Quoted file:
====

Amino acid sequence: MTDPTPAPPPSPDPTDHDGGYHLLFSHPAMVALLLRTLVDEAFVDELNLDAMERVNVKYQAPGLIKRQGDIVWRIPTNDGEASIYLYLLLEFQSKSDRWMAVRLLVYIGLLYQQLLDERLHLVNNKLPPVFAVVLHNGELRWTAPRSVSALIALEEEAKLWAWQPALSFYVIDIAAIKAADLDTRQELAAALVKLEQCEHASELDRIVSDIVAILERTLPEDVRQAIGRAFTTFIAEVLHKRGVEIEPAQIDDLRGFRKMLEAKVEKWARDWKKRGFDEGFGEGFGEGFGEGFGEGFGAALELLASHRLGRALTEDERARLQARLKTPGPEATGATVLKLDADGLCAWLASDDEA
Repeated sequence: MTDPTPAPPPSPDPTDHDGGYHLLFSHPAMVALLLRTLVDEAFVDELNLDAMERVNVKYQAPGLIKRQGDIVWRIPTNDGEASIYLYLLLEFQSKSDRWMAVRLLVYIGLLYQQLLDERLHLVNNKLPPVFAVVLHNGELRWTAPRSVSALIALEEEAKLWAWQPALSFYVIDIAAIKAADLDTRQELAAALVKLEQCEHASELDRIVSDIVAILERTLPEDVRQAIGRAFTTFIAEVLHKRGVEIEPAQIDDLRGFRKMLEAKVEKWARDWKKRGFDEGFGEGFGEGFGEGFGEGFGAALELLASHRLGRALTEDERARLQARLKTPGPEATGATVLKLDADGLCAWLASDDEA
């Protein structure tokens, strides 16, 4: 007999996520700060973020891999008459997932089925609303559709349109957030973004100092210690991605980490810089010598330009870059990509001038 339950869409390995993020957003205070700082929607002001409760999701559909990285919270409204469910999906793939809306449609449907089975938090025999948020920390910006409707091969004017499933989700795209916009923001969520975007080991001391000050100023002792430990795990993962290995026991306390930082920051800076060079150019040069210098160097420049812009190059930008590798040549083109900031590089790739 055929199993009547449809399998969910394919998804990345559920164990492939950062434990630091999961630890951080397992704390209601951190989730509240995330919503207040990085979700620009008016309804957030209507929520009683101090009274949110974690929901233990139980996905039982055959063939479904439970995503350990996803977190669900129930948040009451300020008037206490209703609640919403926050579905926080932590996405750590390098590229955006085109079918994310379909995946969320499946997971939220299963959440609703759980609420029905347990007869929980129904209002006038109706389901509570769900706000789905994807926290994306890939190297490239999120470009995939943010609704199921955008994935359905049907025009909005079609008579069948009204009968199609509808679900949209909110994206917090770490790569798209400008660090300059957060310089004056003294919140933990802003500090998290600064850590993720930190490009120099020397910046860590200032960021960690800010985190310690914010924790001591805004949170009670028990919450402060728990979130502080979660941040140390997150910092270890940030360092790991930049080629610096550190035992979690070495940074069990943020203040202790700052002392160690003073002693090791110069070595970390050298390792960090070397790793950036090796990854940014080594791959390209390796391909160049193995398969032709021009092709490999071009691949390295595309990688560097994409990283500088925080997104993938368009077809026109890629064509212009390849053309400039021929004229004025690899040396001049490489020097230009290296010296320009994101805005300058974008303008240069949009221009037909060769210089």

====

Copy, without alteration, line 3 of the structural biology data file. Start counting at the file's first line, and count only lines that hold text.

């Protein structure tokens, strides 16, 4: 007999996520700060973020891999008459997932089925609303559709349109957030973004100092210690991605980490810089010598330009870059990509001038 339950869409390995993020957003205070700082929607002001409760999701559909990285919270409204469910999906793939809306449609449907089975938090025999948020920390910006409707091969004017499933989700795209916009923001969520975007080991001391000050100023002792430990795990993962290995026991306390930082920051800076060079150019040069210098160097420049812009190059930008590798040549083109900031590089790739 055929199993009547449809399998969910394919998804990345559920164990492939950062434990630091999961630890951080397992704390209601951190989730509240995330919503207040990085979700620009008016309804957030209507929520009683101090009274949110974690929901233990139980996905039982055959063939479904439970995503350990996803977190669900129930948040009451300020008037206490209703609640919403926050579905926080932590996405750590390098590229955006085109079918994310379909995946969320499946997971939220299963959440609703759980609420029905347990007869929980129904209002006038109706389901509570769900706000789905994807926290994306890939190297490239999120470009995939943010609704199921955008994935359905049907025009909005079609008579069948009204009968199609509808679900949209909110994206917090770490790569798209400008660090300059957060310089004056003294919140933990802003500090998290600064850590993720930190490009120099020397910046860590200032960021960690800010985190310690914010924790001591805004949170009670028990919450402060728990979130502080979660941040140390997150910092270890940030360092790991930049080629610096550190035992979690070495940074069990943020203040202790700052002392160690003073002693090791110069070595970390050298390792960090070397790793950036090796990854940014080594791959390209390796391909160049193995398969032709021009092709490999071009691949390295595309990688560097994409990283500088925080997104993938368009077809026109890629064509212009390849053309400039021929004229004025690899040396001049490489020097230009290296010296320009994101805005300058974008303008240069949009221009037909060769210089």